Savoie et Bugey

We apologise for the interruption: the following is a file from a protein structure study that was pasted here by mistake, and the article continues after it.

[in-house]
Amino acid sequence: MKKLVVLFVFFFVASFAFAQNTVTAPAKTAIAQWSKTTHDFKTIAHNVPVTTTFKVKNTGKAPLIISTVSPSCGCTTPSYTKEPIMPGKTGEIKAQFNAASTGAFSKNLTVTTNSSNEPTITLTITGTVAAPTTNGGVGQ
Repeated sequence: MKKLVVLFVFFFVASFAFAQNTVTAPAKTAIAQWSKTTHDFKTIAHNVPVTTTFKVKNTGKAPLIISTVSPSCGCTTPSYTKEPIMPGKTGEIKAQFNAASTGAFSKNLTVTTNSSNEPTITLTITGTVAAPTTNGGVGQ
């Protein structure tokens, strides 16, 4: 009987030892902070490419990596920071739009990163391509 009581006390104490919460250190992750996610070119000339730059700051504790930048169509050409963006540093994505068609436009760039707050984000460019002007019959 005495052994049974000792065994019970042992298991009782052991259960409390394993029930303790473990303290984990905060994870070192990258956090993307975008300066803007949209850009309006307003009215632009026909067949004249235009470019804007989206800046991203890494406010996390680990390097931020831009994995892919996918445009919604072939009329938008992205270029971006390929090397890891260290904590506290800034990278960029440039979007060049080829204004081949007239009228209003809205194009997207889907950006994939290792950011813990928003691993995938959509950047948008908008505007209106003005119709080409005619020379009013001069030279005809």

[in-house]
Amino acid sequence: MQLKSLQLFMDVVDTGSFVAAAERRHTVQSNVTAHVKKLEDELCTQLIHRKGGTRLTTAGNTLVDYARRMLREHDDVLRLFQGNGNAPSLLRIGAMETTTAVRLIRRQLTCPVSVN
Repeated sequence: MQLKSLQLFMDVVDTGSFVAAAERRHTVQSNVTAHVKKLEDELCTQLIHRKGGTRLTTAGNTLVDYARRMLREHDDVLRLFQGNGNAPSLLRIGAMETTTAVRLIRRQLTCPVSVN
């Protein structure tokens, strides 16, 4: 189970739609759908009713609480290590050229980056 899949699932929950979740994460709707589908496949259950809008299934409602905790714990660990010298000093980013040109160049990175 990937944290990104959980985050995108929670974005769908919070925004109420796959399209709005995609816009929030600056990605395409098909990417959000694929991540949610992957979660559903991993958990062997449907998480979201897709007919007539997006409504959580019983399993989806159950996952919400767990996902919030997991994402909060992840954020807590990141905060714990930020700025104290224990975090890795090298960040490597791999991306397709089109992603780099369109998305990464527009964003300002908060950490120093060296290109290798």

The vineyards of Savoie occupy the foothills of the Prealps, bordering the Great Lakes of the region, Leman and Bourget, and running along the Isère and Arve rivers. Although the climate is often harsh, the Pre-Alps valley is protected by the Chartreuse and Bauges massifs, which provide favourable microclimates. Established on extremely scattered terroirs, Savoyard wines benefit from 20 communal denominations attributed to original terroirs: Apremont, Arbin, Chignin for the best known. As for Bugey, it occupies the southern part of the vineyard and wanders along the Rhône from Bourg- en-Bresse to Seyssel. In these two appellations, the white wine is largely dominant (70 %). The diversity of the grape varieties plays a fundamental role in obtaining original wines, as atypical as varied: the mineral Jacquère is the most widespread, followed by Altesse (or Roussette) to which two AOCs have been dedicated: Roussette de Savoie and Roussette de Bugey. Finally, Roussanne, or Bergeron, produces sublime wines for ageing (Chignin-Bergeron) that rival the other great French wines. In red, Montreuse is the grape variety of choice: surprisingly full-bodied with aromas of violets, blackcurrant and white pepper, the wines have a purple colour. In Bugey, it is the sparkling wines that are in the spotlight. There are also 4 terroir appellations, each dedicated to a grape variety: Mondeuse for Montagnieu, Pinot Noir and Chardonnay for Manicle and Roussette for Virieu-le-Grand, and finally Gamay blended with the Jura Plousard for the sparkling rosé of Cerdon.